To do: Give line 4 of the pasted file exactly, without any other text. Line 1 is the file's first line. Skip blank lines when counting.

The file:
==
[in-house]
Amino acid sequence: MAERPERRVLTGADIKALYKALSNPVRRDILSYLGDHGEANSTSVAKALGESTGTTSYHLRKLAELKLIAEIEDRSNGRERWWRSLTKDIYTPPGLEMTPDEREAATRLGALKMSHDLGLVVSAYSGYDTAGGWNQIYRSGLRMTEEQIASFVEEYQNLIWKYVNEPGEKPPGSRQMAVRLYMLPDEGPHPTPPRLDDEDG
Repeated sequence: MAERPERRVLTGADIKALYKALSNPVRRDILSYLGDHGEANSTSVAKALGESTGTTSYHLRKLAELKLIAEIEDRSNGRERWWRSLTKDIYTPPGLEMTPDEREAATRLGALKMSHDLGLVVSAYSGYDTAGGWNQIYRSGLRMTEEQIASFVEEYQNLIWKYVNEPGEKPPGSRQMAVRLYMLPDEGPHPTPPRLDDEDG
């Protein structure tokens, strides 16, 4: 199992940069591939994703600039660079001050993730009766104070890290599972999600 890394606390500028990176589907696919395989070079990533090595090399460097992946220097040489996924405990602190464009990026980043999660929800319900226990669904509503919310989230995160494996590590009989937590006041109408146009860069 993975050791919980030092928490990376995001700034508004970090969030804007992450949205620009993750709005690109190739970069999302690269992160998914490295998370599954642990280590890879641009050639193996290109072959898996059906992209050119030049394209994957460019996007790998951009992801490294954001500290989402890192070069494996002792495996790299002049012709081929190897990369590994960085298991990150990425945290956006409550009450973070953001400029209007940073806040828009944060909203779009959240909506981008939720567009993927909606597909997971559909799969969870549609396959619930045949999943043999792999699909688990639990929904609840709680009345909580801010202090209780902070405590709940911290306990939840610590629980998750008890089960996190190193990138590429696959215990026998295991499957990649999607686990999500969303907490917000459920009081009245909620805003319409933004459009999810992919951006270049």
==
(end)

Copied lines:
């Protein structure tokens, strides 16, 4: 199992940069591939994703600039660079001050993730009766104070890290599972999600 890394606390500028990176589907696919395989070079990533090595090399460097992946220097040489996924405990602190464009990026980043999660929800319900226990669904509503919310989230995160494996590590009989937590006041109408146009860069 993975050791919980030092928490990376995001700034508004970090969030804007992450949205620009993750709005690109190739970069999302690269992160998914490295998370599954642990280590890879641009050639193996290109072959898996059906992209050119030049394209994957460019996007790998951009992801490294954001500290989402890192070069494996002792495996790299002049012709081929190897990369590994960085298991990150990425945290956006409550009450973070953001400029209007940073806040828009944060909203779009959240909506981008939720567009993927909606597909997971559909799969969870549609396959619930045949999943043999792999699909688990639990929904609840709680009345909580801010202090209780902070405590709940911290306990939840610590629980998750008890089960996190190193990138590429696959215990026998295991499957990649999607686990999500969303907490917000459920009081009245909620805003319409933004459009999810992919951006270049």